The third of five children, Walter James Vincent Maranville (Rabbit) was born on November 11, 1891, in Springfield, Massachusetts. His mother was Irish but his father and the Maranville name were French. Walter (then known as “Stumpy” or “Bunty“) attended the Charles Street and Chestnut Street grammar schools and played catcher during his one year at Technical High.
His father, a police officer, allowed him to leave school if he apprenticed for a trade, so at age 15 he quit to become a pipe fitter and tinsmith. To his father’s dismay, Walter devoted less attention to his apprenticeship than he did to baseball. He was playing shortstop for a semipro team in 1911 when Tommy Dowd, manager of the New Bedford Whalers of the New England League, signed him to a contract for $125 per month.
The 19-year-old shortstop batted .227 and committed 61 errors in 117 games. Not sure if that was worth the $125 a month or not.
With a 14-5 victory over the Cardinals on July 18, 2006, the Atlanta Braves become the first team since the 1930 Yankees to score ten or more runs in five consecutive games. During the streak, that includes two 15-run victories, Atlanta has tallied 65 runs.
This is stunning. And on my birthday to boot. :)
- Atlanta Braves: Who Exactly Are “Top of the Rotation” Trade Options? (bleacherreport.com)
- Jurrjens hit hard as Braves fall to Giants 9-0 (sacbee.com)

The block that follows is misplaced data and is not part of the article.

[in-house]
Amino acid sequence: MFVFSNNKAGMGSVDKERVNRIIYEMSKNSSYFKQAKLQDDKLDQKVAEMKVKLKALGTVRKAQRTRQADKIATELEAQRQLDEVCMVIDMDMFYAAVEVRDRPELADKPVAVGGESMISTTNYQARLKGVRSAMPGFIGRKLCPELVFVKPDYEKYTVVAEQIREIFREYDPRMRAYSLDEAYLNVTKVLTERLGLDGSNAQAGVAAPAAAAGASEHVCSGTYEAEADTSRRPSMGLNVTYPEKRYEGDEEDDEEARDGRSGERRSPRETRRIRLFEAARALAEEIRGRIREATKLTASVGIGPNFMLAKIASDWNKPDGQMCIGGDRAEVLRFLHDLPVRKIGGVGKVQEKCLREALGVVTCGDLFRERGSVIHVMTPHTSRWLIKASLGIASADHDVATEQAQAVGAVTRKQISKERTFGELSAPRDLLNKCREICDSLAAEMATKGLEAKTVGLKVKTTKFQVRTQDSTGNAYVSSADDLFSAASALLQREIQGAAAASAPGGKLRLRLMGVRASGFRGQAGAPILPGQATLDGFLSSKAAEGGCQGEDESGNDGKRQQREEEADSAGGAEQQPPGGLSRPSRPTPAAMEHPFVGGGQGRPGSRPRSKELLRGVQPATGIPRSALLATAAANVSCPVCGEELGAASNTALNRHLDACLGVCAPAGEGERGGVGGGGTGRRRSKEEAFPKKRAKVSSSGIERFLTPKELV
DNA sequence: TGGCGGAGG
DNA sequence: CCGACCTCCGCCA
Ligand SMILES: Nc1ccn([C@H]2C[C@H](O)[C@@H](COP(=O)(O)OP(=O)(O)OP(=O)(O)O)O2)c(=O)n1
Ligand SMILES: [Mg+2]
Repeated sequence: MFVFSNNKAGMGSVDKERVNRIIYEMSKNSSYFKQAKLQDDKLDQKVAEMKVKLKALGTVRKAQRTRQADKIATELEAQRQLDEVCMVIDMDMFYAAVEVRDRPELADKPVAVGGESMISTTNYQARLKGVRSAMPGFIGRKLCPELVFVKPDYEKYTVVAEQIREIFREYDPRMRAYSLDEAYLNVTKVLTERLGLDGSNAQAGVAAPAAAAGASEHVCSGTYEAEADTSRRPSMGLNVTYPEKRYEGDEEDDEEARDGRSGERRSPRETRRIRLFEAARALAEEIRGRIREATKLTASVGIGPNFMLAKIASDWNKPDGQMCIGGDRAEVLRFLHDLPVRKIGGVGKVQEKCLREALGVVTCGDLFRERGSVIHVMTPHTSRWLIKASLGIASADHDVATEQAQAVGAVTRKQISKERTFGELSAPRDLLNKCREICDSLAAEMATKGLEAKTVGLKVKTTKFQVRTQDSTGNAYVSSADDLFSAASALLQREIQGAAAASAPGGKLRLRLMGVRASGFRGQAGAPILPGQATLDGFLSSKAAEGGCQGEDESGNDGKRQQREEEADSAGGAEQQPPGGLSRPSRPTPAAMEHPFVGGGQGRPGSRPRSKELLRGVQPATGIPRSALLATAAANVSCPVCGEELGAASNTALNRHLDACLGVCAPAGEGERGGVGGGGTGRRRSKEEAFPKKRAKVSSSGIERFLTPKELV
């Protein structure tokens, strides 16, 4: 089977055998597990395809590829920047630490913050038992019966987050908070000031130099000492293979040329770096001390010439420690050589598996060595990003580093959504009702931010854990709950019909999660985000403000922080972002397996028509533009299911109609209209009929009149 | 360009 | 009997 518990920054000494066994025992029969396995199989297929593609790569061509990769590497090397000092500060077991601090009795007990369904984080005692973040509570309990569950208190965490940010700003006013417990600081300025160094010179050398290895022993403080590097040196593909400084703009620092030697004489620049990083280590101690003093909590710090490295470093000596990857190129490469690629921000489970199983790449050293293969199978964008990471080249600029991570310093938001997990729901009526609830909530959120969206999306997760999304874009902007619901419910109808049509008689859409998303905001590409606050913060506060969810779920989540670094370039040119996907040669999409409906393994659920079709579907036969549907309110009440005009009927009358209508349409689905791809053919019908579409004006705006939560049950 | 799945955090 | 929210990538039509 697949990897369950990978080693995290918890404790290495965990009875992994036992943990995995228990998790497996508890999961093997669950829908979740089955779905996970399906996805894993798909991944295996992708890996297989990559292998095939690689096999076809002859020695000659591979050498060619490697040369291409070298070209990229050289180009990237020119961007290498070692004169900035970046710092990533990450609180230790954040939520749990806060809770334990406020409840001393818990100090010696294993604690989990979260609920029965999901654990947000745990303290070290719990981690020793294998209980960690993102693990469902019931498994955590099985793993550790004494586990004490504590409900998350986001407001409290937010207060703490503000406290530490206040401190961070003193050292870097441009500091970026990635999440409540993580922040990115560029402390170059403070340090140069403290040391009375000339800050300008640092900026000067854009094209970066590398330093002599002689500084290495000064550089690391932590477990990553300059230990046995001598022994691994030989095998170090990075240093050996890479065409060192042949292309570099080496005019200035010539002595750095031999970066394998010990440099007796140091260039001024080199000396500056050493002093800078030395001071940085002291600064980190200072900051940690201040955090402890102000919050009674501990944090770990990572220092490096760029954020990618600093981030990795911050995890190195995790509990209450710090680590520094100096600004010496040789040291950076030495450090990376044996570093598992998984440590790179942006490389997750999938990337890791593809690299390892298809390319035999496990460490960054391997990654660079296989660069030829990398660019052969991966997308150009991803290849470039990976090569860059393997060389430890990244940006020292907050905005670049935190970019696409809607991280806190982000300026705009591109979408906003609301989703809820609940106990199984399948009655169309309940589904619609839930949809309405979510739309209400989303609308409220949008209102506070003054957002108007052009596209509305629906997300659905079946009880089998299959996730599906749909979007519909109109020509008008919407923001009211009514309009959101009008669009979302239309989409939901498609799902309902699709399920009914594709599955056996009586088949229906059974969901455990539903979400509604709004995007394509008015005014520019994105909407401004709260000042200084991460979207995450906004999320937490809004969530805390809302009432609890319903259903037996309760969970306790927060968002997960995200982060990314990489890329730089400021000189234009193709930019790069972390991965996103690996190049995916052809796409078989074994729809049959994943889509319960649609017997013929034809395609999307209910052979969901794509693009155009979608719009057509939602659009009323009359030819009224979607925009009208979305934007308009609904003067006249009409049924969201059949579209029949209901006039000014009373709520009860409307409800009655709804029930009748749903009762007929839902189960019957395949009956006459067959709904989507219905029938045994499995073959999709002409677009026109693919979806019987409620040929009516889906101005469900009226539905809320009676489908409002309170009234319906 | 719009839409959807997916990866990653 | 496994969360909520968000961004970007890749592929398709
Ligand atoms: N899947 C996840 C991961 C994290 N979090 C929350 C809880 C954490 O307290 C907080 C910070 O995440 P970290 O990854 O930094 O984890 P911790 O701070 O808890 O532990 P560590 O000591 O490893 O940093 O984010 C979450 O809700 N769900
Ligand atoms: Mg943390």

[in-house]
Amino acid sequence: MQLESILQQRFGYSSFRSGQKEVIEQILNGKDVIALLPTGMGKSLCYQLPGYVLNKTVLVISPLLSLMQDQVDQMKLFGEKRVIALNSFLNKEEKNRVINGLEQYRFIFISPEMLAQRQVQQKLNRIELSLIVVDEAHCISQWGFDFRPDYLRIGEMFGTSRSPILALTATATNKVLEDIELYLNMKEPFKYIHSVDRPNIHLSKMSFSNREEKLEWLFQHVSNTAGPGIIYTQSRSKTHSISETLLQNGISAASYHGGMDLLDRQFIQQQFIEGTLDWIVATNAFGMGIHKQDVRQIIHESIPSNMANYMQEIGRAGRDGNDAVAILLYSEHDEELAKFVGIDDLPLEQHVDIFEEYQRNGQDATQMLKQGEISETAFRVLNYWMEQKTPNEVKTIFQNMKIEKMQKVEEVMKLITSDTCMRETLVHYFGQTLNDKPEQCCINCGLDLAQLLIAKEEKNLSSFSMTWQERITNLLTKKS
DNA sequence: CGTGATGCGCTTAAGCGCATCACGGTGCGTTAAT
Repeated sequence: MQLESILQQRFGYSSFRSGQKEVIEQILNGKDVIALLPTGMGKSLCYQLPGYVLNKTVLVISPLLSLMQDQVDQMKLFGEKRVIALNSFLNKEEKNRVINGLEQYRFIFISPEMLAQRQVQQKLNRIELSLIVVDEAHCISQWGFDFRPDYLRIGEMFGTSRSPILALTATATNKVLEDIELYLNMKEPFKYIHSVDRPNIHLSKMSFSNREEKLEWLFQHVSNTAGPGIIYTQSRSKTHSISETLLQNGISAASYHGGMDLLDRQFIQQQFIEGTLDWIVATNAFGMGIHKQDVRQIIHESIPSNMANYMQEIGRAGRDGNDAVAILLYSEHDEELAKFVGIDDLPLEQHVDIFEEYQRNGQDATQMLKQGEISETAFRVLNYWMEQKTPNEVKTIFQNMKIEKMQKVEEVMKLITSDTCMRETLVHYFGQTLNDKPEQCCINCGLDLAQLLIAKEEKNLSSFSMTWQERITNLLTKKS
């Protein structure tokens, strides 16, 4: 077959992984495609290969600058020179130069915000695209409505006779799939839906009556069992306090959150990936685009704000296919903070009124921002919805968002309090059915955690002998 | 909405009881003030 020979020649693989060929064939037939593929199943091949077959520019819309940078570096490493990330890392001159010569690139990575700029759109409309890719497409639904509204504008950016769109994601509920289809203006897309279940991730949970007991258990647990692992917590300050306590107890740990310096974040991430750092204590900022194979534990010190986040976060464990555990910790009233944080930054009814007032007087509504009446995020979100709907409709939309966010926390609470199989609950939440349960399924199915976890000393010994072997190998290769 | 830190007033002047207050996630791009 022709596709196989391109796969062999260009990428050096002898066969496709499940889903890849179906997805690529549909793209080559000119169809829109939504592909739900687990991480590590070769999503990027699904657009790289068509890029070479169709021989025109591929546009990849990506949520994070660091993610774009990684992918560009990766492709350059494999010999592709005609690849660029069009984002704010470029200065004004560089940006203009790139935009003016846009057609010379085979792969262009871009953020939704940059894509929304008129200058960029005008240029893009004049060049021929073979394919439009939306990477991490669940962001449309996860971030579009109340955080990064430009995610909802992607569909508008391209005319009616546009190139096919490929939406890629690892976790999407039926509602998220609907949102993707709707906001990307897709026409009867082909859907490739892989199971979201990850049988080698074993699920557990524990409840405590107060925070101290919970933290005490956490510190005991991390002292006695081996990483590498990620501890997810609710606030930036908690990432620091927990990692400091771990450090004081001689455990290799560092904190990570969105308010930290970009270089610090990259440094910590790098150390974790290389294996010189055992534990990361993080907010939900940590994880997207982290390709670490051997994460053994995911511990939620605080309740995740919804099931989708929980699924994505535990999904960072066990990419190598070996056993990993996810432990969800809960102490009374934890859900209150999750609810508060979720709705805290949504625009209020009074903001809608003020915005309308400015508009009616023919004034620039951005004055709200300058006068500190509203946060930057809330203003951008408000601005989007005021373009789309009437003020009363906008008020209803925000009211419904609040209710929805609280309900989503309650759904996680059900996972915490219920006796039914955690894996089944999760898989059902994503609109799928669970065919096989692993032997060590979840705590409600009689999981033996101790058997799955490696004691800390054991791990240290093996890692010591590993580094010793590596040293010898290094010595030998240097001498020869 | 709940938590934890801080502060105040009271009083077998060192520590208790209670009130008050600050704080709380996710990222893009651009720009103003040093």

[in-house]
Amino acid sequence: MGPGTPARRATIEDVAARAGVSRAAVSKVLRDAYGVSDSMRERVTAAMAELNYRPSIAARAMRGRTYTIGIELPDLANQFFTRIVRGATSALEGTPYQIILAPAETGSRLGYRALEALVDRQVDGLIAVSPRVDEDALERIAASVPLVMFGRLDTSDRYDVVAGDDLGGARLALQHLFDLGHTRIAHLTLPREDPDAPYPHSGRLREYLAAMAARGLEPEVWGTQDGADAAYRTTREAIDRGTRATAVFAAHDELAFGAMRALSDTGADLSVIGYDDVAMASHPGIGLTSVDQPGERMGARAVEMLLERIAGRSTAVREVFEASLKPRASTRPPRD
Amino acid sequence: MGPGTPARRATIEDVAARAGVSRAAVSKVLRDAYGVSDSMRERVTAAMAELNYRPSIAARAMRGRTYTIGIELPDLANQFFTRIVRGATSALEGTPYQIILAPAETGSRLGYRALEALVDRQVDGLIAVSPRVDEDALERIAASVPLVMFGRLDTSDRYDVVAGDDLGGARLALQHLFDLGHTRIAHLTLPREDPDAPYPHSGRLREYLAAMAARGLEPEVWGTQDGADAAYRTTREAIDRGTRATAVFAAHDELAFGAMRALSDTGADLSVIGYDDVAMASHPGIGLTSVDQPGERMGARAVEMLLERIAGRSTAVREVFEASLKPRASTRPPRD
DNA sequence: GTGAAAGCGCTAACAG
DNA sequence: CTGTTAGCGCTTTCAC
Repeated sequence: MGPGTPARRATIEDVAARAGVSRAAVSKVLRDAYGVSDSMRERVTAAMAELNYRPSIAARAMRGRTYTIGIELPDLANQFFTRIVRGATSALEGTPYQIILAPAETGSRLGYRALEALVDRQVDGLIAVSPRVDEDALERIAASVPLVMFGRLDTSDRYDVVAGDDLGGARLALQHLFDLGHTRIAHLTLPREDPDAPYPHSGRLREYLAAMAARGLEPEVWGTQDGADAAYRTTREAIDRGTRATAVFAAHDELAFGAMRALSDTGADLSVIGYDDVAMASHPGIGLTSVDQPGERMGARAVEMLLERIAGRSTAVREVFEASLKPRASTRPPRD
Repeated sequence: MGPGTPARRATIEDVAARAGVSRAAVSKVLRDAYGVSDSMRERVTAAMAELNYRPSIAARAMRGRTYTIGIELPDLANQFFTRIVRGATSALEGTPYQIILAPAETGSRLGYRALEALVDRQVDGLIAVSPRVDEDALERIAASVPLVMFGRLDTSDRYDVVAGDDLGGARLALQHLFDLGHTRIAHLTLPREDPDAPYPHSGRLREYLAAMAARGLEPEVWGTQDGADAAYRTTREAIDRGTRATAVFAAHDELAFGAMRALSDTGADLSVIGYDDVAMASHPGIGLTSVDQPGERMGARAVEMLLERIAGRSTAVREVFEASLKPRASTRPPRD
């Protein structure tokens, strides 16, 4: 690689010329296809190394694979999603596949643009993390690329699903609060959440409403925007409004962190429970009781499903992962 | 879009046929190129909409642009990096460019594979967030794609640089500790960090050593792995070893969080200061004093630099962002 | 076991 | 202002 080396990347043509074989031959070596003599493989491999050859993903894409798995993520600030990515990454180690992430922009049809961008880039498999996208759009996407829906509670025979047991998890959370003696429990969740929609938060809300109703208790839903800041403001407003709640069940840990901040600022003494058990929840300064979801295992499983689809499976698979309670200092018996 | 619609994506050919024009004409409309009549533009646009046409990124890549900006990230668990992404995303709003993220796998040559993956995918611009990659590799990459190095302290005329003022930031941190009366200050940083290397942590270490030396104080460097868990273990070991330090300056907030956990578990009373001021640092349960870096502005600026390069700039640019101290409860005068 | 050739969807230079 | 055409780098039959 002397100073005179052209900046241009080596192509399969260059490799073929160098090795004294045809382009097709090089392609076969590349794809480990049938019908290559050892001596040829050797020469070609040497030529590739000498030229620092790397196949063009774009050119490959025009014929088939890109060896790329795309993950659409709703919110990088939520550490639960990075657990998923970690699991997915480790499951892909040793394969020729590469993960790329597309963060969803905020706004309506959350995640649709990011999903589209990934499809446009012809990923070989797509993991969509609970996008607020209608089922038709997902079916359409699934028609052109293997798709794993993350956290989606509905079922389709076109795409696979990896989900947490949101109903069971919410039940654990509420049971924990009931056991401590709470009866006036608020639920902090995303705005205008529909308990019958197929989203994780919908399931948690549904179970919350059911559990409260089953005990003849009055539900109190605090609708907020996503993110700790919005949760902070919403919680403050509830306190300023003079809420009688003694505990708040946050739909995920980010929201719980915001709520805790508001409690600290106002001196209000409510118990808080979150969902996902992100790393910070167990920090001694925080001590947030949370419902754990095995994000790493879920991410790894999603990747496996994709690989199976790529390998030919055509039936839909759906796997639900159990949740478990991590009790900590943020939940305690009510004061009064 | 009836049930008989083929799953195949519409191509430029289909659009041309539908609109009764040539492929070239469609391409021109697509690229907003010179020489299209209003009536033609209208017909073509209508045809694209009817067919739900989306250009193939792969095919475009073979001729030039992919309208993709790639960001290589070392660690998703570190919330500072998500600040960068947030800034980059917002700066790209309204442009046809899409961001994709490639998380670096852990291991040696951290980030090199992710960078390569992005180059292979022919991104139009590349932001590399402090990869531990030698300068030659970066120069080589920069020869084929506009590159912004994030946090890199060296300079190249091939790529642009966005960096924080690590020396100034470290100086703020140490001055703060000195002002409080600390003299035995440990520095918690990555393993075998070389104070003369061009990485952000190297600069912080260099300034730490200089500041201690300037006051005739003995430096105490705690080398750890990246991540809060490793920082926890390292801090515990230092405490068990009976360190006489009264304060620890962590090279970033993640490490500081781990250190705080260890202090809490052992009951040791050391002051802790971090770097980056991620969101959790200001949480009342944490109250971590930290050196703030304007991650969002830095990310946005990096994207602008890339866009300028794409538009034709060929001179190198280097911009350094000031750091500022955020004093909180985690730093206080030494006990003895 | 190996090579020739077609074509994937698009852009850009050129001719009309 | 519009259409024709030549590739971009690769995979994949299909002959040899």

- Ben Sheets Has Earned More Rotation Time for Atlanta Braves (bleacherreport.com)
“If it weren’t for baseball, many kids wouldn’t know what a millionaire looked like.” ~~Phyllis Diller
“He (Hoyt Wilhelm) had the best knuckleball you’d ever want to see. He knew where it was going when he threw it, but when he got two strikes on you, he’d break out one that even he didn’t know where it was going.” ~~Brooks Robinson
“There are only five things you can do in baseball – run, throw, catch, hit and hit with power.” ~~Leo Durocher
Frank Graham noting how Yankees outfielder Bob Meusel was becoming more friendly late in his career.
I’ve heard this one a lot. Sometimes not true though.
Hall of Famer Joe Dimaggio, responding to his wife Marilyn Monroe, who had told him of the reception U. S. troops in Korea had given her. “It was so wonderful Joe. You’ve never heard such cheering.”
“Yes, I have.”
Every day. Always. Forever.
This one is an old baseball adage, supposedly first said by a manager who apparently wasn’t fearful of Eddie Mayo’s speed.